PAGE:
Nita has been preparing this chia seed berry sauce for years now! In fact, it’s on a rotation to prepare every two weeks or so. Her kids are also 3 and 5, and have grown to enjoy it over vanilla ice cream as well!


Why is this a safe texture?  

When you prepare this for your baby you’re actually able to adjust and modify the texture as you’d like to suit the specific stage or ability of your baby. This means you can leave the berry sauce chunky or you’re able to blend it a little more for a smooth consistency.

In general, this is a very safe texture for your baby because it is not hard or sticky.

What kind of berries can I use?

Our preference is to use a bag of frozen mixed berries that contains blueberry, blackberries, raspberries,  and strawberries but you can use any berry you’d like. Keep in mind that raspberries tend to be a little more on the tart side and this can take some babies by surprise.

Watch how to make this chia berry sauce:

a jar of berry chia sauce surrounded by fresh strawberries and blueberries

Chia Berry Sauce Recipe

Enjoy this healthy, no-sugar added, fiber rich fruit sauce with your baby and the rest of the family. Harnessing chia seeds’ amazing thickening power, it’s beyond easy to prepare and incredibly tasty.
5 from 7 votes
Print Pin Rate
Prep Time: 1 minute
Cook Time: 5 minutes
Resting Time: 20 minutes
Total Time: 26 minutes


  • 3 cups frozen fruit
  • 2 tbsp orange juice or water OJ cuts tartness or 1 tbsp maple syrup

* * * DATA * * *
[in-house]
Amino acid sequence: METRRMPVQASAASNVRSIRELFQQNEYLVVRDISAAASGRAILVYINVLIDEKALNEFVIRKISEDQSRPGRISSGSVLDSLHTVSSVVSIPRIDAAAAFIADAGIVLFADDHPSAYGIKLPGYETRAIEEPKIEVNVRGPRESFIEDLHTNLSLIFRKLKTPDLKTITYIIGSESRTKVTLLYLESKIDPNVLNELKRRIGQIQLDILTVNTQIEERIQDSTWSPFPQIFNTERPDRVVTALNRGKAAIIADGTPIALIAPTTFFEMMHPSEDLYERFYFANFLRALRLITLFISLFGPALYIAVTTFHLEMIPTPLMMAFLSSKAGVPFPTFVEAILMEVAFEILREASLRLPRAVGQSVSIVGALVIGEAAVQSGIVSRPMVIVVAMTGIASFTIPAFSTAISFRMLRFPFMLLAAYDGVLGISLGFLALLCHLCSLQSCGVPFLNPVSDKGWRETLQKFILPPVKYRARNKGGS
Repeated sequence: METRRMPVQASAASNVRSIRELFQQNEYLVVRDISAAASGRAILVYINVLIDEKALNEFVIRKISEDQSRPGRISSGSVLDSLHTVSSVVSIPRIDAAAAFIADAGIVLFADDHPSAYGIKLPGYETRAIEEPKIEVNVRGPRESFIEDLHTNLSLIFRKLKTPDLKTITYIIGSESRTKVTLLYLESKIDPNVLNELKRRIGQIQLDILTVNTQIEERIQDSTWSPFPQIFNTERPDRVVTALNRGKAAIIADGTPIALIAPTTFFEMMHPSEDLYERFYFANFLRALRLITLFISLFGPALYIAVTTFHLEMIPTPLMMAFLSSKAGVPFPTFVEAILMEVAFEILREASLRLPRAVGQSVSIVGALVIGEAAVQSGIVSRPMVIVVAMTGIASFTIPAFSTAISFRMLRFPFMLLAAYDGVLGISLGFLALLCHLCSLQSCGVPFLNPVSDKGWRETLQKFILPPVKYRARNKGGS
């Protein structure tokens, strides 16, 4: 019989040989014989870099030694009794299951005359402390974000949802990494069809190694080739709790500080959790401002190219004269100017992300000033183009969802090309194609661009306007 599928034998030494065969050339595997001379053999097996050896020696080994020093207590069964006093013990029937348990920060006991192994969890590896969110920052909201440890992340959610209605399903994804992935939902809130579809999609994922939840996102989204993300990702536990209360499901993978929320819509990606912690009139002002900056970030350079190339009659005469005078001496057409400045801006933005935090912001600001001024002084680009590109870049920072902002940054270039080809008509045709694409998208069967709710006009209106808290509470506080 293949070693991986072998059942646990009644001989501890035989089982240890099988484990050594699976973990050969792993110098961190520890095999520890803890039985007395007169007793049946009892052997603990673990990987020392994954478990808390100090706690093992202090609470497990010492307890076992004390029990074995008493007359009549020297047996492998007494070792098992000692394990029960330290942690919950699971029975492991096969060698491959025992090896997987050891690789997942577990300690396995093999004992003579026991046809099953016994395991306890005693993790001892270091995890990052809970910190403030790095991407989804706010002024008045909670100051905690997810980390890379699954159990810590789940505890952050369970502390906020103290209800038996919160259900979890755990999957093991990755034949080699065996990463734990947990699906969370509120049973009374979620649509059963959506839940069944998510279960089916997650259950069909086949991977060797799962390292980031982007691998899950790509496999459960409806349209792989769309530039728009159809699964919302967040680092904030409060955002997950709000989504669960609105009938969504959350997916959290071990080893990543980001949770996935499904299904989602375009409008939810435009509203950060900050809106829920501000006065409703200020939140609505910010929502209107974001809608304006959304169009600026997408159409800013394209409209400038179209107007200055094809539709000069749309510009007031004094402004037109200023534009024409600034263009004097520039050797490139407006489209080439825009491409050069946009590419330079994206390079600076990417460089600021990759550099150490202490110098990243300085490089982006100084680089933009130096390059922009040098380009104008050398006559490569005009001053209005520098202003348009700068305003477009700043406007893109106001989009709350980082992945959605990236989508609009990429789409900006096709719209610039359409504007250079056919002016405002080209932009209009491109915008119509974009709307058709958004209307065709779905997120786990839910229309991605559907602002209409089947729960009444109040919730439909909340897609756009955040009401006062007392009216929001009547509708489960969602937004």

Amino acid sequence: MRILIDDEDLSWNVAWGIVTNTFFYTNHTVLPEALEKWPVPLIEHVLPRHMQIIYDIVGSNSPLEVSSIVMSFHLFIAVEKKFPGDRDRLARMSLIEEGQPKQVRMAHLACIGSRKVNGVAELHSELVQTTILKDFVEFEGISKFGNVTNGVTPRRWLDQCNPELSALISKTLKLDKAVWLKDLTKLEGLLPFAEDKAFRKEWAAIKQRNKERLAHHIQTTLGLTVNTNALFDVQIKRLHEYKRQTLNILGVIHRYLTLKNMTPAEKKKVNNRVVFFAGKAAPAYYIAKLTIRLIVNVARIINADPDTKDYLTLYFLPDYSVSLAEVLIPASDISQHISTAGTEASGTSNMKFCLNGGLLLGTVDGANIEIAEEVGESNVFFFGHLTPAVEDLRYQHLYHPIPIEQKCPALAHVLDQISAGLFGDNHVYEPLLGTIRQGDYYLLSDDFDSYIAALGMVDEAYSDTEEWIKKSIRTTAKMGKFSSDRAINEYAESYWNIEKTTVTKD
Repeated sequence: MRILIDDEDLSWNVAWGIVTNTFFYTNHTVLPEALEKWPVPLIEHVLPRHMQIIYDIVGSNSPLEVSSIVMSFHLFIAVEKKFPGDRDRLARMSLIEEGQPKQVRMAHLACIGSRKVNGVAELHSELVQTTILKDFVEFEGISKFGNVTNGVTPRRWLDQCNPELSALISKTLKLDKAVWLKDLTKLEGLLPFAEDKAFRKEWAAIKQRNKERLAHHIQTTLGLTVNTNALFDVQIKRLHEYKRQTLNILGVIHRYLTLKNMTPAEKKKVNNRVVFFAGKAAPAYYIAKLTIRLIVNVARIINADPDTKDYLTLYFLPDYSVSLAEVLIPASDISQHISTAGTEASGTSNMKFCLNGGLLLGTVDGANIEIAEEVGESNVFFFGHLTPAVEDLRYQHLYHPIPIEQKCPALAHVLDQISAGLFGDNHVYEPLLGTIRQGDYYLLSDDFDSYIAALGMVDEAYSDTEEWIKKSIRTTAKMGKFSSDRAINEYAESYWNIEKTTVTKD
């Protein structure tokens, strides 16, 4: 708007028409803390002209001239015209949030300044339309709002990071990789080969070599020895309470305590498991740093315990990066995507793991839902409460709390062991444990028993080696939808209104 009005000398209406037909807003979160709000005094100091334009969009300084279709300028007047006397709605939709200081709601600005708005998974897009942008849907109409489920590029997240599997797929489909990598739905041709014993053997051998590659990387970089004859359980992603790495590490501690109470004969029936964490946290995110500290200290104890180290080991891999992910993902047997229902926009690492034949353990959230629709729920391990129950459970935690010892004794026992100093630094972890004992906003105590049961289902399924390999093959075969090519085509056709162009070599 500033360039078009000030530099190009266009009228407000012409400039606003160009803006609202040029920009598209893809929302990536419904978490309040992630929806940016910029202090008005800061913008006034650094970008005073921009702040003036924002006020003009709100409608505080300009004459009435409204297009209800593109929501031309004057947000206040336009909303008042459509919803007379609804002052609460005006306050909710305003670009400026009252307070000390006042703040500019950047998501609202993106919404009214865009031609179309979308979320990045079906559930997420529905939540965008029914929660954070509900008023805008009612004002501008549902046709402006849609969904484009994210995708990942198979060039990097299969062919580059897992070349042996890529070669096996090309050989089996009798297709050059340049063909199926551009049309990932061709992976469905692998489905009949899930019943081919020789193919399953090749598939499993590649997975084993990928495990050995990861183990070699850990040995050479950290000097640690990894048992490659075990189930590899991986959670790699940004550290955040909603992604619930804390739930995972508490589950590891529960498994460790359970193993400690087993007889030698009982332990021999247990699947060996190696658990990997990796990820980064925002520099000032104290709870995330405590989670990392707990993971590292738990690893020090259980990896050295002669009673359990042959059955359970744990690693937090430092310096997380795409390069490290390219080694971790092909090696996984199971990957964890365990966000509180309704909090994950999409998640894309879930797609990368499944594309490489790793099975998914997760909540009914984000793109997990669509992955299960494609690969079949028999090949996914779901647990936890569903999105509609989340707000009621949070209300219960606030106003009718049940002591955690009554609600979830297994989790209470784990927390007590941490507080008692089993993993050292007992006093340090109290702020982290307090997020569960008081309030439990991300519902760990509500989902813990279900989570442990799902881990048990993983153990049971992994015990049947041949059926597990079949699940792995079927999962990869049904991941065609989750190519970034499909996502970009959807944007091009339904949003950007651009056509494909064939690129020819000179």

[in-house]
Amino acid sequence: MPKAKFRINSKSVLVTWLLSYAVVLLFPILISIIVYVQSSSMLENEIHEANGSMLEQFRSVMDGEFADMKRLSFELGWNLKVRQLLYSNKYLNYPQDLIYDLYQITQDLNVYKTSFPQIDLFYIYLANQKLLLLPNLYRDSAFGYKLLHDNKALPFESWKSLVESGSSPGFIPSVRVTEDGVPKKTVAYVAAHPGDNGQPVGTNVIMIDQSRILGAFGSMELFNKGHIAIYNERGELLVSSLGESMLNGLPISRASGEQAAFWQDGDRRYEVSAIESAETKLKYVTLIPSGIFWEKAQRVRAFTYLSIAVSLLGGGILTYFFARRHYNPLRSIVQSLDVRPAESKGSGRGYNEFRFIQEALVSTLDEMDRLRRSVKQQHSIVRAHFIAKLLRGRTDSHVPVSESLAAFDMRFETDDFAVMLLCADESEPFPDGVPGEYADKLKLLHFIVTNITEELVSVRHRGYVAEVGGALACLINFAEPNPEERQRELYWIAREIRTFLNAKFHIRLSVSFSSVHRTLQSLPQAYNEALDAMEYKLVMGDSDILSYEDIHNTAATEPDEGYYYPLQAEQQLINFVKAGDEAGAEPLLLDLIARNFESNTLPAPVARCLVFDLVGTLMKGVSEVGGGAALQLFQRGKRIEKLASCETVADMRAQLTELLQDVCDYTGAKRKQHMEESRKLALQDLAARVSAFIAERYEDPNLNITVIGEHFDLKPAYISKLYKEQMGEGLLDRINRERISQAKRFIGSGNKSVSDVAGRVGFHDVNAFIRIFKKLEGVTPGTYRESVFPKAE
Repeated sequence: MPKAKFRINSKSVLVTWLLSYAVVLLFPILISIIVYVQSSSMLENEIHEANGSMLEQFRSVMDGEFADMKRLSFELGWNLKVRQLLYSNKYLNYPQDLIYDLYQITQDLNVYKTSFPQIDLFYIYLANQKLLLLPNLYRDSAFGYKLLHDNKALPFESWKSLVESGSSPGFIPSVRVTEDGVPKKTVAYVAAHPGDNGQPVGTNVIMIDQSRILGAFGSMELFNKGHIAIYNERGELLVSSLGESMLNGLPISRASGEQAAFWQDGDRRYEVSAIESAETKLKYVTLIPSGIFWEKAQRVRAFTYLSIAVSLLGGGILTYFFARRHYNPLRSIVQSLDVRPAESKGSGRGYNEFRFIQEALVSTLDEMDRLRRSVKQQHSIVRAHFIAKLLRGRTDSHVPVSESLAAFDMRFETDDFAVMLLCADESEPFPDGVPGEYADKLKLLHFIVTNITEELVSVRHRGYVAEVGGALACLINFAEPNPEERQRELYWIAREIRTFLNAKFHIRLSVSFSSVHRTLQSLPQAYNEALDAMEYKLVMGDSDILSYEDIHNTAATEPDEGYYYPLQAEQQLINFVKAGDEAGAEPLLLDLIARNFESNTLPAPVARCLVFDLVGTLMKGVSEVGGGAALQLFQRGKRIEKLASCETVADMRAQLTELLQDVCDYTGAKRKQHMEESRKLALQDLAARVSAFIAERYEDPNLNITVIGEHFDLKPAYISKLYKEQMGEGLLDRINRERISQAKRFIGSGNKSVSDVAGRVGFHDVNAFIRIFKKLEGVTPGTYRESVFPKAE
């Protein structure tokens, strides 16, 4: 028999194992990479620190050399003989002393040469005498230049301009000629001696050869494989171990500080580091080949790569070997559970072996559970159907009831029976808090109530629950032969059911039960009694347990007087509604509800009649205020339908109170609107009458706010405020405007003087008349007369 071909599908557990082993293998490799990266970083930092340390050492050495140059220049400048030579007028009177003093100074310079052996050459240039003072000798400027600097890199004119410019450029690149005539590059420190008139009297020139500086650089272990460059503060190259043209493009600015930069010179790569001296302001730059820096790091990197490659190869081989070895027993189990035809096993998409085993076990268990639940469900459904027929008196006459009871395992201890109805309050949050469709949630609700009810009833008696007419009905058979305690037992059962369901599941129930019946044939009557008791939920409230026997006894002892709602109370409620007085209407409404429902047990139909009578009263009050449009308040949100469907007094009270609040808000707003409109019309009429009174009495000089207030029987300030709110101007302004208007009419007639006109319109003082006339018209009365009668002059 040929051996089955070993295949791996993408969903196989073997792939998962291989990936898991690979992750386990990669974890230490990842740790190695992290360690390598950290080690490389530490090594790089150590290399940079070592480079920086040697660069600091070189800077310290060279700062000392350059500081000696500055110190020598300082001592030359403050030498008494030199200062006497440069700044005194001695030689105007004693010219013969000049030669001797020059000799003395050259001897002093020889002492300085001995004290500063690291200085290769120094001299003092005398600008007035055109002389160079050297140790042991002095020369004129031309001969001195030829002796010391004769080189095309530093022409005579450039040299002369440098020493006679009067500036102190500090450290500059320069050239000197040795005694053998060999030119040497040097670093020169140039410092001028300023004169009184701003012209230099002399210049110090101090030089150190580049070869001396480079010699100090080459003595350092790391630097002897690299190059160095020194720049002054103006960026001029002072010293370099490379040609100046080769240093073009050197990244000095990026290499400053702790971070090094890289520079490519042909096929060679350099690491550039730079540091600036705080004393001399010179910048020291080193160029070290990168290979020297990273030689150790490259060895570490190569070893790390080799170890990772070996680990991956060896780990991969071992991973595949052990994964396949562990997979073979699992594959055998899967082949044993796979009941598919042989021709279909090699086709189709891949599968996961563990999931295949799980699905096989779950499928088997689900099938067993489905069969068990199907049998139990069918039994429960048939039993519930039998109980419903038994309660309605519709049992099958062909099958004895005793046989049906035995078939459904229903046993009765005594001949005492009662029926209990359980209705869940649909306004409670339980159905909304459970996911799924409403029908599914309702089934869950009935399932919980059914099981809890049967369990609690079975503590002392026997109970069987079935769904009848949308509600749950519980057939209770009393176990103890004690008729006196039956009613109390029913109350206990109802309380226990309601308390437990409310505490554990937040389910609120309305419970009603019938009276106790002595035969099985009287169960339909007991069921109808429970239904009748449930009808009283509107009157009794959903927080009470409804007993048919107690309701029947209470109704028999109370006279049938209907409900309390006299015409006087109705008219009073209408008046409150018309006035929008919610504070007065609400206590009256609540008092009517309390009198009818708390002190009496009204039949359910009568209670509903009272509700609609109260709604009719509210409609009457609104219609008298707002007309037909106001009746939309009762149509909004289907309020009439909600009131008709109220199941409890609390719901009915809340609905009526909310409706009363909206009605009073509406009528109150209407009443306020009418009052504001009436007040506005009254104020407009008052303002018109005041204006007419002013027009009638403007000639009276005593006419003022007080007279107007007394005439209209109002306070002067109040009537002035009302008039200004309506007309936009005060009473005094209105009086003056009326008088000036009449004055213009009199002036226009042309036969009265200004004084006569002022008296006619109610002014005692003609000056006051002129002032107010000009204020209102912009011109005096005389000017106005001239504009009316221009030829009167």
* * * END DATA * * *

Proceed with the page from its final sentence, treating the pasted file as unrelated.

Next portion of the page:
• 2 tbsp chia seeds Add 1 tbsp extra if you want it to be more jammy


  • Place frozen fruit into a medium sized pot. Add in orange juice, maple syrup or water.
  • Turn heat to medium and bring mixture to a gentle simmer. When this happens, use a potato masher to muddle the fruit to your desired consistency.
  • Remove pot from heat and add in chia seeds. Mix really well so that the chia seeds are evenly dispersed.
  • Wait about 20 - 25 minutes, you'll notice that the mixture will begin to thicken. If you’d like this to thicken even more for a jammy consistency, add in another 1-2 tbsp chia seeds.
  • Store in a mason jar or tupperware for 3-4 days, refrigerated.



Recipe makes approximately 1 1/2 cups berry sauce

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We can help you feed your baby.

Our signature e-course, Start Solids Confidently, has supported thousands of parents (read the reviews!) in transitioning their baby to solid foods. 

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jess and nita, registered dietitians
Meet Jess and Nita

Hi! We’re both Dietitians & boy mamas! We’re here to help you confidently raise kids who will grow up to be lifelong Happy Healthy Eaters. Dig into our site for kid-tested recipes & feeding tips. 

4 thoughts on “Chia Berry Sauce”

    1. Jessica Penner & Nita Sharda, Registered Dietitians

      Hi Mona, we’re so honoured this recipe has made its way into your everyday life!

  1. 5 stars
    We kid you not, this recipe is enjoyed every 7 – 10 days in our home and it’s rare we have left overs. Our children enjoy this is in many ways – plain, over yogurt w granola or on top of ice cream. With the cost of berries and how unreliable they are, we are so glad this uses frozen berries. We usually get a large “no name imperfect” bag of berries. I am sure our oldest son, 7, is capable of making it on his own.